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Idles' New Album Holds Music For A World In Turmoil



Idles, sonic powerhouse band from Bristol, England, has built its reputation on songs that are really rallying cries. They roar pro-immigrant anthems, call out white privilege and toxic masculinity, often with a signature humor, as in "Never Fight A Man With A Perm," off the band's last album.


IDLES: (Singing) A dulcet man with a Dolcet tone from a dulcet town and a Dolcet home. He hates me.

SIMON: Idles maintain that edgy tone in their new album, "Ultra Mono." And the frontman of Idles, Joe Talbot, joins us from Cardiff, Wales. Thanks so much for being with us.

JOE TALBOT: Absolutely. My pleasure. Thanks for having me.

SIMON: Our pleasure. Let's try and get this out of the way first. We've made a list of the way your band's been described - punk, punk rock, post-punk, hardcore punk, post-hardcore indie punk. And then we saw you quoted in an interview as saying you're not a punk band at all. You know journalism - we're pathetically dependent upon labels. What's the label for Idles?

TALBOT: (Laughter) Oh, whatever you want us to be. My comment was really on the idea that if we allow labels as artists, we disallow ourselves the freedom to do whatever we want to do. But as far as conversation around musical art goes, it's not up to the artist to tell the audience what genre they're in. That's just a category thing, so you can find us in the shops. It doesn't matter beyond that.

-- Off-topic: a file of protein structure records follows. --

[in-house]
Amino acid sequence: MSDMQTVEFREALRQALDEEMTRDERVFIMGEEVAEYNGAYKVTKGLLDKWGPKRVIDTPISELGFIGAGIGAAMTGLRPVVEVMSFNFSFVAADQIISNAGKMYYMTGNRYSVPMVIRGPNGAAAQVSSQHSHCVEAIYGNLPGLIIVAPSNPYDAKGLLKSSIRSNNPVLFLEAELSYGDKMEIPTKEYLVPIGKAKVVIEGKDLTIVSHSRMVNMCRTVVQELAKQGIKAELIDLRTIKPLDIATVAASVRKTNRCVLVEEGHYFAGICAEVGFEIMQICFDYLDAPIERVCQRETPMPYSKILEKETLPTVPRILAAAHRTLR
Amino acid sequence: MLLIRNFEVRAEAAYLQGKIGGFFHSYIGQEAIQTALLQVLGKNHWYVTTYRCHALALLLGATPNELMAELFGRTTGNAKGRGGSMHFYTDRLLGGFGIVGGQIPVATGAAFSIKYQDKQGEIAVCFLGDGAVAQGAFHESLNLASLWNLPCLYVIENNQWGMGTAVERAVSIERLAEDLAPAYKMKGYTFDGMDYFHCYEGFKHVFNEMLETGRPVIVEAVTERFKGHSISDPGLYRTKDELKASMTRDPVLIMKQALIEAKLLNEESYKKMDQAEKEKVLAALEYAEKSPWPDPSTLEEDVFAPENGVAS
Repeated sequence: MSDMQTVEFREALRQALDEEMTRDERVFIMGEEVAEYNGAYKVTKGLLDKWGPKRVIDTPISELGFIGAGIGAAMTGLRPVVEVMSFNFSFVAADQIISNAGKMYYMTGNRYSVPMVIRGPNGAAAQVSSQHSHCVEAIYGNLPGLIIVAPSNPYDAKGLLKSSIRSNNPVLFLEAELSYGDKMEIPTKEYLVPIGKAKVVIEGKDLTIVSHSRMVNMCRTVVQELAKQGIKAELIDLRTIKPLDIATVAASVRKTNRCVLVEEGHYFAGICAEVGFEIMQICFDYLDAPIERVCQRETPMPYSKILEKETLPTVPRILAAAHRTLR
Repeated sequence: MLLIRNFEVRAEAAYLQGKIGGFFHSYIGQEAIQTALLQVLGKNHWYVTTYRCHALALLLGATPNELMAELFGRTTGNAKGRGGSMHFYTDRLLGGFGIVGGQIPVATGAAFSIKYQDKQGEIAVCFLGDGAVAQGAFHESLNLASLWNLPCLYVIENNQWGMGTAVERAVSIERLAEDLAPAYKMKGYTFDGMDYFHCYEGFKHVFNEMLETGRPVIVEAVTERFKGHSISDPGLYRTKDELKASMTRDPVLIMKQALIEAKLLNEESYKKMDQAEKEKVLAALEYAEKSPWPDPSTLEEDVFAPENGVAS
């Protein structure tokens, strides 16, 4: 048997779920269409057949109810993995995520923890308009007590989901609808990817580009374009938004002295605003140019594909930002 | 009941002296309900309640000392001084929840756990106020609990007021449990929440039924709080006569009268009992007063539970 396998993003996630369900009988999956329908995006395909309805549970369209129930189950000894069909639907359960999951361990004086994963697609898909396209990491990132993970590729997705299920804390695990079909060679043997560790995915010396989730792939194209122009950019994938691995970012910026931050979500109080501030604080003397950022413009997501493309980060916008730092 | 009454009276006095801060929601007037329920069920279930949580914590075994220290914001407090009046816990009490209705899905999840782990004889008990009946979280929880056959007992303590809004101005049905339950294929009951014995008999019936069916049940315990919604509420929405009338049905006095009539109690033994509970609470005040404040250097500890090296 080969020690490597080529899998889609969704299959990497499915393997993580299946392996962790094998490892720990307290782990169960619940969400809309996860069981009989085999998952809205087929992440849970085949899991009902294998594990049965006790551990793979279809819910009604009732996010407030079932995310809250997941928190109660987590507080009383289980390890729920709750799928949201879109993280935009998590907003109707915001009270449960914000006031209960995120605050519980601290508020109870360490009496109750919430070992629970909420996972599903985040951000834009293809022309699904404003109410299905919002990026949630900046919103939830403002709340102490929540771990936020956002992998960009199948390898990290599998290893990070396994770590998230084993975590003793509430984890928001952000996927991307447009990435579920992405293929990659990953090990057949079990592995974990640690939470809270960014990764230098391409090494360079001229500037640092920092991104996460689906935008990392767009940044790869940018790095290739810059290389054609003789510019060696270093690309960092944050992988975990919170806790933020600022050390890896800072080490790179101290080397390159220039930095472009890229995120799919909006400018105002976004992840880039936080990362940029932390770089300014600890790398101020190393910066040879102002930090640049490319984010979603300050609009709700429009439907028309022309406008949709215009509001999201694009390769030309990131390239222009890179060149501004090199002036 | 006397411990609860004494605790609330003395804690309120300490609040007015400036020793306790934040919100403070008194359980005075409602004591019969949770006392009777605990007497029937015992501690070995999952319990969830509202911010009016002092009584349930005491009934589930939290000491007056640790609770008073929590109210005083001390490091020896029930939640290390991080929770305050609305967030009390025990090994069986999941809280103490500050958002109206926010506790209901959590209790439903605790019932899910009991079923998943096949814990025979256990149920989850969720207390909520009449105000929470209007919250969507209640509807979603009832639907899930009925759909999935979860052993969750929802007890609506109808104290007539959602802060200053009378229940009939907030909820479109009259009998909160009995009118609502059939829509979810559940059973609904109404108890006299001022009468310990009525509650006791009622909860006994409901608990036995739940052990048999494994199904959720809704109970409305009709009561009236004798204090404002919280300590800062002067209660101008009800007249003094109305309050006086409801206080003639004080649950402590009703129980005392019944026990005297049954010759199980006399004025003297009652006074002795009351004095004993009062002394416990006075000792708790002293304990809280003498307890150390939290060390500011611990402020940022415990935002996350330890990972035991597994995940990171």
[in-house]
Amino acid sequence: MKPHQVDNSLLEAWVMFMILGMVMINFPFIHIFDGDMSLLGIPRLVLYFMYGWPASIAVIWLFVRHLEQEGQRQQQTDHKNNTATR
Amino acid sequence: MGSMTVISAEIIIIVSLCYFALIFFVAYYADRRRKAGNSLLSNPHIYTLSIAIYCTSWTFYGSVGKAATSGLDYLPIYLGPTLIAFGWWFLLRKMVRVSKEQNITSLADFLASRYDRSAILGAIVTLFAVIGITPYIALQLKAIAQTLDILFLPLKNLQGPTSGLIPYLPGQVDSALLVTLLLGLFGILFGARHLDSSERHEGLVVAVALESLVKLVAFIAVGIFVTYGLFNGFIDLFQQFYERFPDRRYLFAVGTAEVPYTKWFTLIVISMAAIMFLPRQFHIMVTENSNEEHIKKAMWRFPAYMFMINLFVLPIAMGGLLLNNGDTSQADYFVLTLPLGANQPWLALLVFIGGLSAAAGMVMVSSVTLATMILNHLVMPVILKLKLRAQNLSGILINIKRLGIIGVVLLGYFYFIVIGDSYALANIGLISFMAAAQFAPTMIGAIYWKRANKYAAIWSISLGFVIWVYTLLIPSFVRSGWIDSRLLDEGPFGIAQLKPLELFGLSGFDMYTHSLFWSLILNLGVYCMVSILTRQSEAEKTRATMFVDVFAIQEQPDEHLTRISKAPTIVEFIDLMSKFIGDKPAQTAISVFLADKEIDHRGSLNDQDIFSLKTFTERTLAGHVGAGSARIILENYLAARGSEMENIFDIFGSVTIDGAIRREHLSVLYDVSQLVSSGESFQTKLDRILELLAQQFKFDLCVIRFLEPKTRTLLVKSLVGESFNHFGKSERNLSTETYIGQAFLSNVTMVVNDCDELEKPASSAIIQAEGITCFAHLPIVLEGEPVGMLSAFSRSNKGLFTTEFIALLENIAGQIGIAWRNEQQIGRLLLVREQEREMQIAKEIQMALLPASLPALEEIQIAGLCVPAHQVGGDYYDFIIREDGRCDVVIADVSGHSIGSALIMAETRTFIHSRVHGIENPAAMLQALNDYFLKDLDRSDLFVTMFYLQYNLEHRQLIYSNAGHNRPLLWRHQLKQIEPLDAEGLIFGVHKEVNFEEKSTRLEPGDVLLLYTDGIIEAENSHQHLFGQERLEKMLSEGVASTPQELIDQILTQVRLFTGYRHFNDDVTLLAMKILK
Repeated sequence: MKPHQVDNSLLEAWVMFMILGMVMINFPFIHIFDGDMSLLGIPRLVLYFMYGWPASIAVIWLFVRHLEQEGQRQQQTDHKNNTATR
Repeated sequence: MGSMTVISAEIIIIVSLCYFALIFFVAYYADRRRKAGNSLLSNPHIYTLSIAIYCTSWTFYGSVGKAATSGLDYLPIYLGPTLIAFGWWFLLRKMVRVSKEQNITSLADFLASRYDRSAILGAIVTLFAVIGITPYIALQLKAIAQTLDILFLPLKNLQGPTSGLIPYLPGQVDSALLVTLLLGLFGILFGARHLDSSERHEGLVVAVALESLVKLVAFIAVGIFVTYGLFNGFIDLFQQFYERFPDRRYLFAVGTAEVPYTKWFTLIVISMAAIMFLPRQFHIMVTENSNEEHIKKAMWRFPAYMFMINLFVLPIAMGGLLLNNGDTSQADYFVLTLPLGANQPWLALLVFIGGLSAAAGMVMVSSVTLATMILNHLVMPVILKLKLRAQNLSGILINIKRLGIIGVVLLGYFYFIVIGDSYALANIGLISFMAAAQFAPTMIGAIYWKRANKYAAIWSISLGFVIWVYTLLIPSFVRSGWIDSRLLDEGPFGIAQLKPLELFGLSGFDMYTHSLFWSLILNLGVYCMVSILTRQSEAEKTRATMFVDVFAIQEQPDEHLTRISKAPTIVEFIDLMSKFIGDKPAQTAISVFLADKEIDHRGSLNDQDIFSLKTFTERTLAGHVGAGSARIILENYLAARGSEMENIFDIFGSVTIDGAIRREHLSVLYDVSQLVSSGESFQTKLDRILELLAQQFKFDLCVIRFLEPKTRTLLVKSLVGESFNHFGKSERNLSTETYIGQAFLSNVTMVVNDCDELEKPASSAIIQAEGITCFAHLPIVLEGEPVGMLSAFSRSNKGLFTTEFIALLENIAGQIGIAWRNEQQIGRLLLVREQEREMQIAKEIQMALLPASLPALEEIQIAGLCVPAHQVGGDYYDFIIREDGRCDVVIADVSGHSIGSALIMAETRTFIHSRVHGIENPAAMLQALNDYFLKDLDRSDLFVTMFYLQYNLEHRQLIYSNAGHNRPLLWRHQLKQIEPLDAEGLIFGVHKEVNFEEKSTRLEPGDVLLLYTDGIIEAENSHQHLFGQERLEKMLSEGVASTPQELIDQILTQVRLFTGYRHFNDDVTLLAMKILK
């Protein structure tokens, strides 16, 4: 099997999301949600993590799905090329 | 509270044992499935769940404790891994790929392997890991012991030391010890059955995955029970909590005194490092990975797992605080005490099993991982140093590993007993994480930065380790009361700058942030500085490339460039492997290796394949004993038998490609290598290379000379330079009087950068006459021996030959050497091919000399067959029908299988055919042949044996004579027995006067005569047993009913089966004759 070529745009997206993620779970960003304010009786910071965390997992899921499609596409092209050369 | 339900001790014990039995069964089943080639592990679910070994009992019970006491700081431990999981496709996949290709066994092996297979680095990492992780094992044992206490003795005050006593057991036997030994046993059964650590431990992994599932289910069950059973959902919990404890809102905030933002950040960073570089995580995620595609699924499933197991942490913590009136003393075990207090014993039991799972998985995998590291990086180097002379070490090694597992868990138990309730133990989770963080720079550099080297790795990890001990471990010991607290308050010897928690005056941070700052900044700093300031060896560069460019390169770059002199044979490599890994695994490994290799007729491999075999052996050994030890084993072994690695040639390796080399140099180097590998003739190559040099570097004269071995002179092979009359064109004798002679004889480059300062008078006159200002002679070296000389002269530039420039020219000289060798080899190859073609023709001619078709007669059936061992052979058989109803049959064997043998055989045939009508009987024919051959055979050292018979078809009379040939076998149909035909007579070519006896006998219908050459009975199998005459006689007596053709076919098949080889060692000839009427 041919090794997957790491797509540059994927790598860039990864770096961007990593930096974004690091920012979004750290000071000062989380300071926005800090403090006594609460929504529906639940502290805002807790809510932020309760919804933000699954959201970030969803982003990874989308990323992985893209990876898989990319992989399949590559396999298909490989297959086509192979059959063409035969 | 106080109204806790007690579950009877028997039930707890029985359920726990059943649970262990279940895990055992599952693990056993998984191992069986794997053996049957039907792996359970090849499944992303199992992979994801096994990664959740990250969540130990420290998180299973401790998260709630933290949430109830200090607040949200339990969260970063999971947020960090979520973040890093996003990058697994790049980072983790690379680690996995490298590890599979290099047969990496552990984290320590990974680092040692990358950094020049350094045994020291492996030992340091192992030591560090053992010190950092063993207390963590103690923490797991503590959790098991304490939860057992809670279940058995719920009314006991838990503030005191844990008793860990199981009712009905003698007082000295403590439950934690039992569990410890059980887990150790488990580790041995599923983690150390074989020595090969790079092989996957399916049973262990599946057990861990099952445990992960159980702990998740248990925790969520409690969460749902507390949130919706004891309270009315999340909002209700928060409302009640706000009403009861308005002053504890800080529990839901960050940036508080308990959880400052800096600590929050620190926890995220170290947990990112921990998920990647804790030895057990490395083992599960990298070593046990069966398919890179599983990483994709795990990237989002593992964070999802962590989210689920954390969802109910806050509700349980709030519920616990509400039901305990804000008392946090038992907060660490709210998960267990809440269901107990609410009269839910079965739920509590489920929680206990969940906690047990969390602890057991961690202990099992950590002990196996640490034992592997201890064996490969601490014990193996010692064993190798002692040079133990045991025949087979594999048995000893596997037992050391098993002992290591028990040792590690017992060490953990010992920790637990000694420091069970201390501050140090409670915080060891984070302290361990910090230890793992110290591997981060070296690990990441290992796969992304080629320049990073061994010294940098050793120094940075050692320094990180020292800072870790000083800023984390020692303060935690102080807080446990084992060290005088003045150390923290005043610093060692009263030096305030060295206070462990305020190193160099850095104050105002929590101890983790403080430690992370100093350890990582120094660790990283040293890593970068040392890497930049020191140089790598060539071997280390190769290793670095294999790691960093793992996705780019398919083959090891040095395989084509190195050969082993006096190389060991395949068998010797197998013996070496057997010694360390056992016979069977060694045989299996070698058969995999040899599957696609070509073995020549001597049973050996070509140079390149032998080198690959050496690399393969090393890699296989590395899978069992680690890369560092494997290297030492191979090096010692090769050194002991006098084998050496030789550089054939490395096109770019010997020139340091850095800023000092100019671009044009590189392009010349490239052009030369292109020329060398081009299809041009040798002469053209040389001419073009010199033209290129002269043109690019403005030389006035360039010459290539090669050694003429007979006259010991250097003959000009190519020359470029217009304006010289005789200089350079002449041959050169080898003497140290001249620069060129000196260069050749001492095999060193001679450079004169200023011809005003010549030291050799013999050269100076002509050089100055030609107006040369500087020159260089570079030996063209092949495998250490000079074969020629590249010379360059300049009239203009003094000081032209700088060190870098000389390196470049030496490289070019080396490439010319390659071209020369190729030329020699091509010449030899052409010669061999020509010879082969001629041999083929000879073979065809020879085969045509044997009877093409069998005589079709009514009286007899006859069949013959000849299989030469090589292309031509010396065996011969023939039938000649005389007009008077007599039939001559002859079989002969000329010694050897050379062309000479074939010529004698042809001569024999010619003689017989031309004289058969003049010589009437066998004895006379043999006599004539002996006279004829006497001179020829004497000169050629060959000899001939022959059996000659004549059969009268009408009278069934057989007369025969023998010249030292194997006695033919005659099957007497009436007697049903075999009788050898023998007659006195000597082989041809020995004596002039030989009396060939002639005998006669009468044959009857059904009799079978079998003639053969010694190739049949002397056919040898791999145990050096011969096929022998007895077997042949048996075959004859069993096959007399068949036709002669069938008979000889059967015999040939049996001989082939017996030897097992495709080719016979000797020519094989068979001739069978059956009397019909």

SIMON: Let me ask about the power of your sound. Let's listen to a little bit of "Ne Touche Pas Moi."


IDLES: (Singing) This is a sawn-off for the cat-callers. This is a pistol for the wolf whistle 'cause your body is your body, and it belongs to nobody but you.

SIMON: That's almost like a revving engine. Tell us about how you come up with that sound.

TALBOT: What we wanted to do - we got a couple of complaints from fans, you know? The biggest show we've ever had to date, which is Alexandra Palace, we had 10,000 people there. And a couple of people felt unsafe, so I thought we could write an anthem. It's just about encouraging people to respect each other's space in order to make people feel safe for our shows.

I'm glad you mentioned engine, though. That's, like - that's something that we worked on from the very start of the album. The album - I pictured it as an engine, you know, of the self in order to move forward, to kind of plow through self-doubt that comes when you listen to what everyone else thinks about you. So an engine it is.

SIMON: Do you think music has a special role these days in the times in which we're living?

TALBOT: Not comparatively, no. I think music's always had a special place no matter what era. Music is the untold magic of our existence. It's the one thing that we don't understand but we understand the most. It gives everyone a platform to feel part of the world but also to feel. And there's something magical about music that is not understandable but completely humane, which means it's just in us. It will always be a platform to feel, and it will always be a platform on which to be and experience the world.

SIMON: U.S. and U.K. are both going through what's often referred to as a cultural awakening, cultural reexamination. Let me ask you about the song "Reigns."